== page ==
The case for business-driven digital plant transformation
February 22, 2018
Few industries have as much to gain from implementing next-gen technology as the resources industry. Combining the power of machine learning, advanced analytics, mobile solutions and smart sensors will drive a new era of growth, innovation and improved efficiency.
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We are on the brink of a politically, economically and socially fractured world. That’s why the World Economic Forum’s Annual Meeting 2018 theme, Creating a Shared Future in a Fractured World’, aimed at developing a shared narrative to improve the state of the world. Being a WEF Strategic Partner for 19 years, Accenture brings leadership for digital transformation at the intersection of AI and Future Workforce, redefining strategy, sustainability, and technology.
Some view AI as a potential economic fracture, yet it has the potential to generate enormous economic and social opportunities. New relationships will surface. New skills and social contracts will have to be developed for embedding the Future Workforce, enabling human-machine collaboration.
Over the past decades, our world has changed dramatically. Mobile and online technologies have been wildly successful, becoming cornerstones of everyday life. By and large, we take this for granted, as if these tools have always been there. It’s easy to forget that the first iPhone was released little over a decade ago, or that Dropbox and YouTube have yet to celebrate their fifteenth birthdays.
But while these technologies already play fundamental roles in our private lives, they have yet to establish themselves firmly in industrial production environments . This offers a unique opportunity for growth and innovation. In many regions across the world, a new generation of professionals is entering the labor market, one that grew up with 21st-century technology embedded in almost every facet of their lives. For them, the digital revolution and its myriad possibilities are the norm.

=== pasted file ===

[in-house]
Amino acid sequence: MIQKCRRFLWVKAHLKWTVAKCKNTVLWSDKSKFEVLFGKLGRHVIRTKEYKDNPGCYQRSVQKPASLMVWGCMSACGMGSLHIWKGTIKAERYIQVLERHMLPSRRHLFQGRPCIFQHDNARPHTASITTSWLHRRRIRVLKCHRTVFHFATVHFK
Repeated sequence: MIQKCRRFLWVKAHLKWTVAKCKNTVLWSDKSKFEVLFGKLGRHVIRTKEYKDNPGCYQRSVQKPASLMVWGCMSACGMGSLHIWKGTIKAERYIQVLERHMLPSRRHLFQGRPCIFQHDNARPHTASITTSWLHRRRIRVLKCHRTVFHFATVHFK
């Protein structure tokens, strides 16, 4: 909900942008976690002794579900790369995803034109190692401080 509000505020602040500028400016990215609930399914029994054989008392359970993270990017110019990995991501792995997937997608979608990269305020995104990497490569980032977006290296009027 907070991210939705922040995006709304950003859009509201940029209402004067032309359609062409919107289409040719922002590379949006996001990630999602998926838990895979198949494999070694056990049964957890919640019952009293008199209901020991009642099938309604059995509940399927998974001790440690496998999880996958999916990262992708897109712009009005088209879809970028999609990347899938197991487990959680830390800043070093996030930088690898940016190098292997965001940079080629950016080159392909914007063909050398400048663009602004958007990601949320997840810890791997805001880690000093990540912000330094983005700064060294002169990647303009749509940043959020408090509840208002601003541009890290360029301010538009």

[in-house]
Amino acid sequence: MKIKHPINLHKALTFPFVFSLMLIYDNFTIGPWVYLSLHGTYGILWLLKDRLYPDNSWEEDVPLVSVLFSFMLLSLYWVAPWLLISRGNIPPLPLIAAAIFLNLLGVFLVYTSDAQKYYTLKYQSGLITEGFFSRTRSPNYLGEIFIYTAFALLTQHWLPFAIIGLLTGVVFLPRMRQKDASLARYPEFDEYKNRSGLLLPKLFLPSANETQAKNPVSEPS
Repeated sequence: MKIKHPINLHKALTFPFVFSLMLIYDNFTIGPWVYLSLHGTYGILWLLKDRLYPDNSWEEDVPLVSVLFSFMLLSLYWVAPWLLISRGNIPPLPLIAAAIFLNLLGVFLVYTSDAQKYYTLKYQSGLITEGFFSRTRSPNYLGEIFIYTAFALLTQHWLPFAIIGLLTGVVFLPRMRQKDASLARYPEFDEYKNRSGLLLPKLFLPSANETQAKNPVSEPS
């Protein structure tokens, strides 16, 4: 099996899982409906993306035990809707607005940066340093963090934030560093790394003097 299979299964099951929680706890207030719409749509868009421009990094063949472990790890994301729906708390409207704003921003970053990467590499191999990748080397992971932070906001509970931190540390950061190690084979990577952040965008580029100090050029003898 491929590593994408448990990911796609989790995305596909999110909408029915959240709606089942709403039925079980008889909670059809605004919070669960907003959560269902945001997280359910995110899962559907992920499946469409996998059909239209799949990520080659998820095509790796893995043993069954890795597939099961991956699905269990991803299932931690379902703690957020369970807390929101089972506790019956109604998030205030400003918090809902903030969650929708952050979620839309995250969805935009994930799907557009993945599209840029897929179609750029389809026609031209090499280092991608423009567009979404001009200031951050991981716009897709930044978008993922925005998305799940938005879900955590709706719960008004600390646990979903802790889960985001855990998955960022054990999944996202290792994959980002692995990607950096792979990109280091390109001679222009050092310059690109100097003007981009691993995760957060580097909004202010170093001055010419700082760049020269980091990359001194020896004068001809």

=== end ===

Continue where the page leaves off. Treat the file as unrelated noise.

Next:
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The manufacturing industry finds itself at a key point in history. The digital transformation is unstoppable: digital manufacturing is the way forward. ‘What matters now is figuring out how to make the most of it.’ This was top of mind for the Digital Manufacturing roundtable session.Read more
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By implementing these technologies and integrating them into production processes, the resources industry has the opportunity to align work experiences with the latent skills of its workforce, leveraging modern capabilities to empower workers and drive efficiency. Doing so will bring many benefits, from increasing employee availability and bolstering operational focus to reducing costs and improving workplace safety. Human and machine collaboration could also boost business revenues by 38 percent in the next five years and generate higher levels of profitability and employment. At the same time, it will help workers in regions where next-gen technologies are not yet commonplace to develop future-oriented skills that will prove vital to social and economic growth in the coming years.